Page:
The Buddha’s thoughts on the benefits of housework

I am back working on the Avadānaśataka and have been smiling at the frame story for number 38. The scene is as follows: Anāthapiṇḍada, we are told, usually sweeps the Jeta Grove, but one day he is distracted and does not show up. So the Buddha himself picks up a broom and sets to work, joined by his senior monks. Following this, he gives his monks a talk about the benefits of cleaning (in my slightly clunky draft translation):

“There are these five benefits, monks, in cleaning. What five? One purifies one’s own mind, one purifies another’s mind, one becomes attractive to the minds of the gods, one accumulates suitable roots of skillful action, and at the break up of the body one arises in a good destiny, a heaven realm, amongst the gods. These are the five benefits of cleaning.”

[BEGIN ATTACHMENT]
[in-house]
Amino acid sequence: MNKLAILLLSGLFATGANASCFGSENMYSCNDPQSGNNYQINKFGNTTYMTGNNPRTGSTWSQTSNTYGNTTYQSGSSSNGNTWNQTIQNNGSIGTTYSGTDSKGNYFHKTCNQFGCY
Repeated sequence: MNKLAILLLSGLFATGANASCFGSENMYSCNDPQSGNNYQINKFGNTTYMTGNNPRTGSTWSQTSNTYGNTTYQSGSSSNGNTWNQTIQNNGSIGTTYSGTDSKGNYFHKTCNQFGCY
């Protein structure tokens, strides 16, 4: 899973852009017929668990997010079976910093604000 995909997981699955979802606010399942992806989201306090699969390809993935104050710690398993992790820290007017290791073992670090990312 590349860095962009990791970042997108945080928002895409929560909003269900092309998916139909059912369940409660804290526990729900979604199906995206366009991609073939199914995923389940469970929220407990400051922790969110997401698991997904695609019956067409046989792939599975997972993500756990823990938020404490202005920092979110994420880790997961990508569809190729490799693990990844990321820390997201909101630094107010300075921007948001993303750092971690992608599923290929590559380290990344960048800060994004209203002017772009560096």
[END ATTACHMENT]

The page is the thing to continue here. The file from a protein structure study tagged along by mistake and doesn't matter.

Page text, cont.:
I have to say I am rather delighted by this teaching. Next time I am scrubbing the sink I will try to turn it into a meditational experience, and perhaps I too will enjoy some of these benefits!

Time to find out what happens next in the story…


About naomiappleton

I work in the Divinity School at the University of Edinburgh, where I research and teach subjects related to South and Southeast Asian religions.
This entry was posted in Buddhism, Buddhist texts, Religious narrative, Translation. Bookmark the permalink.

1 Response to The Buddha’s thoughts on the benefits of housework

  1. Pingback: Tax avoidance in the Avadānaśataka | Naomi Appleton's blog

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